The workshop revealed how research competencies are acquired through both hands-on experience and theoretical training (table 2).
|Table 2. Mean (standard deviation) proportion of acquisition of research competencies through theoretical training and hands-on experience (n = 8).|
|Competency domain||Theoretical training||Hands-on experience|
|Scientific concepts and research design||51 (16)||49 (16)|
|Ethics and participant rights||61 (24)||39 (24)|
|Healthcare intervention development and regulation||58 (22)||42 (22)|
|Clinical research operations (Good Clinical Practice)||60 (21)||40 (21)|
|Trial and site management||33 (18)||67 (18)|
|Data management||36 (18)||64 (18)|
|Leadership and professionalism||34 (21)||66 (21)|
|Communication and teamwork||25 (8)||
Furthermore, participants recognised the importance of having a detailed competency framework since clinical research is a rigorous and highly regulated field of research.
4. Get stakeholder acknowledgment
The CRCC Framework was acknowledged by stakeholders responsible for setting up and writing the Roadmap. And a comparison of the CRCC Framework with all GCP courses taught by the Clinical Trials Unit (CTU) Network (covering learning objectives formulated by swissethics) showed that the CRCC Framework covers the content of the mandatory GCP courses for investigators and sponsor-investigators conducting clinical trials.
The interactive CRCC Framework is available on the Clinical Research Careers (CR Careers) website and contains links to the SCTO’s database of academic clinical research postgraduate training options in Switzerland. The CR Careers website was developed by the SAMS, Médecine Universitaire Suisse (unimedsuisse), and the SCTO. It aims to support young and future physicians embarking on a clinical research career path. In addition to the CRCC Framework and the SCTO’s training database, the website contains a short description of career pathways, success stories of several physician-scientists, and searchable databases for career support and funding opportunities and for mentoring options.
Next steps and outlook
The CRCC Framework was initially developed for clinical trials since they are considered the most reliable form of scientific evidence and are the most regulated type of studies within clinical research. However, according to swissethics’ descriptive statistics on projects involving research on humans from 2018 to 2020, nearly 80% of studies submitted to Swiss ethics committees are observational prospective projects or studies that involve the further use of health-related data and/or biological material. Thus, most clinical research studies performed in Switzerland are governed by the HRO and are not subject to all the requirements in the ordinances governing clinical trials. Moreover, when young physician-scientists take their first steps in the complex and exciting field of research, they usually start with HRO-related projects. Therefore, the Education Platform is currently working on a simplified version of the CRCC Framework that would apply to human research projects only governed by the HRO. The CRCC Framework might be adapted in the future to better highlight the skills needed by other clinical research professionals (e.g., study nurses and/or coordinators).
Enhancing the quality and the outcomes of translational and clinical research is of high priority to allow Switzerland to remain internationally attractive and competitive as a research location. And an essential component of high-quality clinical research is having well-trained, multidisciplinary research teams. The CRCC Framework for clinical trials and its further development can allow educators to improve their training programmes, research professionals to better plan their career progression, and leadership at university and regional hospitals to better define research-specific job descriptions and clinical research positions. It therefore helps to develop clinical research in Switzerland, and it corresponds with future plans as described in the fifth goal of the SAMS’ White Paper Clinical Research: to strengthen multidisciplinary and integrated clinical research teams.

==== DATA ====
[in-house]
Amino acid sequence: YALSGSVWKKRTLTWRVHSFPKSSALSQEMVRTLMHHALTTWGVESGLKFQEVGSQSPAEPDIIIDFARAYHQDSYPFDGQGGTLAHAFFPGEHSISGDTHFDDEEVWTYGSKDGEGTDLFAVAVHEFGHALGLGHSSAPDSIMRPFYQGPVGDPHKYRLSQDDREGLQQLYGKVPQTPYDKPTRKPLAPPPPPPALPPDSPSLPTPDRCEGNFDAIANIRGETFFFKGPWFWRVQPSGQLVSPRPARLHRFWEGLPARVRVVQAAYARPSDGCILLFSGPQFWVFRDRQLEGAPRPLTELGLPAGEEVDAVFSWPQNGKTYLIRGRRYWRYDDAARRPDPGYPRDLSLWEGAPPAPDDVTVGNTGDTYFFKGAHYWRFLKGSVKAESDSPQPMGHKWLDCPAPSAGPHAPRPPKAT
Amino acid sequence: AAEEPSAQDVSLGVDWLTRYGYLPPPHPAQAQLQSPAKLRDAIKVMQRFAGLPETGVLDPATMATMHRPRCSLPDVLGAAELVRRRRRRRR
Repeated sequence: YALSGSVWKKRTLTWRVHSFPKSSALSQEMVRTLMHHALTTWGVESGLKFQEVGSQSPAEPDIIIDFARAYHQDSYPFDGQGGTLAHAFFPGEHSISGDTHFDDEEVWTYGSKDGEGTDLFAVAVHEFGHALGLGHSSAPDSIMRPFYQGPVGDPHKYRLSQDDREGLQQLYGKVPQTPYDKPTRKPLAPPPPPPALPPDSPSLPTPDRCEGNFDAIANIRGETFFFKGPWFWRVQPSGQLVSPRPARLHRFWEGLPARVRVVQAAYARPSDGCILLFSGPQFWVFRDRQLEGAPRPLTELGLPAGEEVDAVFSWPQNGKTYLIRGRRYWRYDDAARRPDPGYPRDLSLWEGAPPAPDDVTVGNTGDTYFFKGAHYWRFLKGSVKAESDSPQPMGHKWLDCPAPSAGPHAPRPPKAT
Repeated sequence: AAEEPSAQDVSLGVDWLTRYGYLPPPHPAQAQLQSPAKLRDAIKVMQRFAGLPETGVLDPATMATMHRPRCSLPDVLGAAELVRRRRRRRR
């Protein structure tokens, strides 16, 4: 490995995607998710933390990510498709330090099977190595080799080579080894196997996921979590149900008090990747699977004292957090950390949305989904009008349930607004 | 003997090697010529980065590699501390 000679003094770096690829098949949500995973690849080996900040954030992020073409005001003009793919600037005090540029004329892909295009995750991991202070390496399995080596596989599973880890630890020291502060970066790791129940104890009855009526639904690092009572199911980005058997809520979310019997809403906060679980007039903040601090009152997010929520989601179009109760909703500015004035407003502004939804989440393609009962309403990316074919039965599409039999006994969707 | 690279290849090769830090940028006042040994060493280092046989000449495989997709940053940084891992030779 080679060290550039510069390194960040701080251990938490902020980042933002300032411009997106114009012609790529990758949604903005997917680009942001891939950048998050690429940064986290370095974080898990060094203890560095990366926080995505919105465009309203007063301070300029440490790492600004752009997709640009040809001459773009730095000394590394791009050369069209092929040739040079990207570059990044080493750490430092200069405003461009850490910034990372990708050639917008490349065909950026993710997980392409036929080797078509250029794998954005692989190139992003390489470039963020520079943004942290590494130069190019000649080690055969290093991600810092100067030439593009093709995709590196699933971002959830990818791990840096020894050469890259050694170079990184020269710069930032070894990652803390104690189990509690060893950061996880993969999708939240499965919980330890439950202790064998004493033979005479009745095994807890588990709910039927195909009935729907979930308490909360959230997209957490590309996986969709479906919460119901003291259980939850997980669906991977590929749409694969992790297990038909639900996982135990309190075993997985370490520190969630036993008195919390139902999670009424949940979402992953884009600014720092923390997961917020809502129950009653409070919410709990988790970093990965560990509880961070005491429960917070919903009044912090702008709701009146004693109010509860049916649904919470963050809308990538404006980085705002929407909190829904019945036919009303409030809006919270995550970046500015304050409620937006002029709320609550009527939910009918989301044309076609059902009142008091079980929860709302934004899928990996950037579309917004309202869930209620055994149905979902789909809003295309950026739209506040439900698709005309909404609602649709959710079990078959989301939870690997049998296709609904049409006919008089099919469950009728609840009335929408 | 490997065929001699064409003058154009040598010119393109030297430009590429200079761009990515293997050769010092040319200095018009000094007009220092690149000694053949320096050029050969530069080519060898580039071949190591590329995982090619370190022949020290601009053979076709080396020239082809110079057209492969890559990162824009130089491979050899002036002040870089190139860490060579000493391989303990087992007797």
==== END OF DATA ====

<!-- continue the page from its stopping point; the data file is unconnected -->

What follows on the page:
The authors thank collaborators from the JTF and TDR competencies frameworks for their availability and advice. We also appreciate the input provided by the following previous and current platform members: Andri Christen, François Curtin, Silke Ludwig, Barbara Peters, Cristiana Sessa, Fabian Tay, Sven Trelle, and Caecilia Schmid, who also critically reviewed the manuscript. We thank Meg Züblin for language editing and Annette Magnin for overall support. And we would like to thank the junior and senior physician-scientists who participated in the workshop (see procedure, step 3): Raphael Bernard-Valnet, Adalgisa Condoluci, Daniel Fuster, Philipp Kohler, Oriol Manuel, Marie-Anne Meier, Thomas Meinel, Victor Mergen, Dan Linh Nguyen-Kim, Jean-Luc Reny, and Chiara Zecca.
Potential competing interests
All authors have completed and submitted the International Committee of Medical Journal Editors form for disclosure of potential conflicts of interest. No potential conflict of interest was disclosed.
Melanie Glaettli, Swiss Clinical Trial Organisation, Bern, Switzerland, email@example.com
Laura di Petto, Clinical Trial Unit, CTU-EOC Lugano, Lugano, Switzerland
Aurélie Fayet-Mello, Clinical Research Center (CRC), Centre Hospitalier Universitaire Vaudois (CHUV), Lausanne, Switzerland
Claudia Fila, Clinical Trials Center, University Hospital Zurich, Zurich, Switzerland
Simone Kälin, Clinical Trials Unit, Kantonsspital St. Gallen, St. Gallen, Switzerland
Sandra Kohlmaier, Department of Clinical Research (DKF), University of Basel, Basel, Switzerland
Verena Küppers, Department of Clinical Research (DKF), University of Basel, Basel, Switzerland
Antoine Poncet, Centre de recherche clinique, Faculty of Medicine, University of Geneva, Geneva, Switzerland, Division of clinical epidemiology, Department of health and community medicine, University Hospitals of Geneva, Geneva, Switzerland